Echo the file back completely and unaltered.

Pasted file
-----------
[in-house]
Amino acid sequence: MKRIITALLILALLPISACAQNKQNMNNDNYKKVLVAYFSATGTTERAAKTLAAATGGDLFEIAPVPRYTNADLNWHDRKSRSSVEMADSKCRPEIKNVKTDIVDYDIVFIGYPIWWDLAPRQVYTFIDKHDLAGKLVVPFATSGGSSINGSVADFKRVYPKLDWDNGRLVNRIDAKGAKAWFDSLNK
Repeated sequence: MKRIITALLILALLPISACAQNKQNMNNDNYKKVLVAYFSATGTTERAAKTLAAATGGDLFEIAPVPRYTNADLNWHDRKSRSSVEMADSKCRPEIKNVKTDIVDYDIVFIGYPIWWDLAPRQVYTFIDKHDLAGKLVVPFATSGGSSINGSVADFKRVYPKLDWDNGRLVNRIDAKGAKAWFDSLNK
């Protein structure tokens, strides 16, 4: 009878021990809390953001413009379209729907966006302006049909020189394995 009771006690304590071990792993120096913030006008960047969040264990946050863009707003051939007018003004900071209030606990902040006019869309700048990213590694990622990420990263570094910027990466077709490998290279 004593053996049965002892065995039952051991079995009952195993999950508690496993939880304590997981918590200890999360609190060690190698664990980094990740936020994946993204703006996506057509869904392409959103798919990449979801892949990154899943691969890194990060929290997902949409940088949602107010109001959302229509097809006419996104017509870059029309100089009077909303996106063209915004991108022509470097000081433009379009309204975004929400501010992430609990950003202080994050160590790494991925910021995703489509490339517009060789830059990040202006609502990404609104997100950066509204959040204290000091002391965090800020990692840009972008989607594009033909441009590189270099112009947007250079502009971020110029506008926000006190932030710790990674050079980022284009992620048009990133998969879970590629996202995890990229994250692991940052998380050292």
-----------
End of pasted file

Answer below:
[in-house]
Amino acid sequence: MKRIITALLILALLPISACAQNKQNMNNDNYKKVLVAYFSATGTTERAAKTLAAATGGDLFEIAPVPRYTNADLNWHDRKSRSSVEMADSKCRPEIKNVKTDIVDYDIVFIGYPIWWDLAPRQVYTFIDKHDLAGKLVVPFATSGGSSINGSVADFKRVYPKLDWDNGRLVNRIDAKGAKAWFDSLNK
Repeated sequence: MKRIITALLILALLPISACAQNKQNMNNDNYKKVLVAYFSATGTTERAAKTLAAATGGDLFEIAPVPRYTNADLNWHDRKSRSSVEMADSKCRPEIKNVKTDIVDYDIVFIGYPIWWDLAPRQVYTFIDKHDLAGKLVVPFATSGGSSINGSVADFKRVYPKLDWDNGRLVNRIDAKGAKAWFDSLNK
């Protein structure tokens, strides 16, 4: 009878021990809390953001413009379209729907966006302006049909020189394995 009771006690304590071990792993120096913030006008960047969040264990946050863009707003051939007018003004900071209030606990902040006019869309700048990213590694990622990420990263570094910027990466077709490998290279 004593053996049965002892065995039952051991079995009952195993999950508690496993939880304590997981918590200890999360609190060690190698664990980094990740936020994946993204703006996506057509869904392409959103798919990449979801892949990154899943691969890194990060929290997902949409940088949602107010109001959302229509097809006419996104017509870059029309100089009077909303996106063209915004991108022509470097000081433009379009309204975004929400501010992430609990950003202080994050160590790494991925910021995703489509490339517009060789830059990040202006609502990404609104997100950066509204959040204290000091002391965090800020990692840009972008989607594009033909441009590189270099112009947007250079502009971020110029506008926000006190932030710790990674050079980022284009992620048009990133998969879970590629996202995890990229994250692991940052998380050292």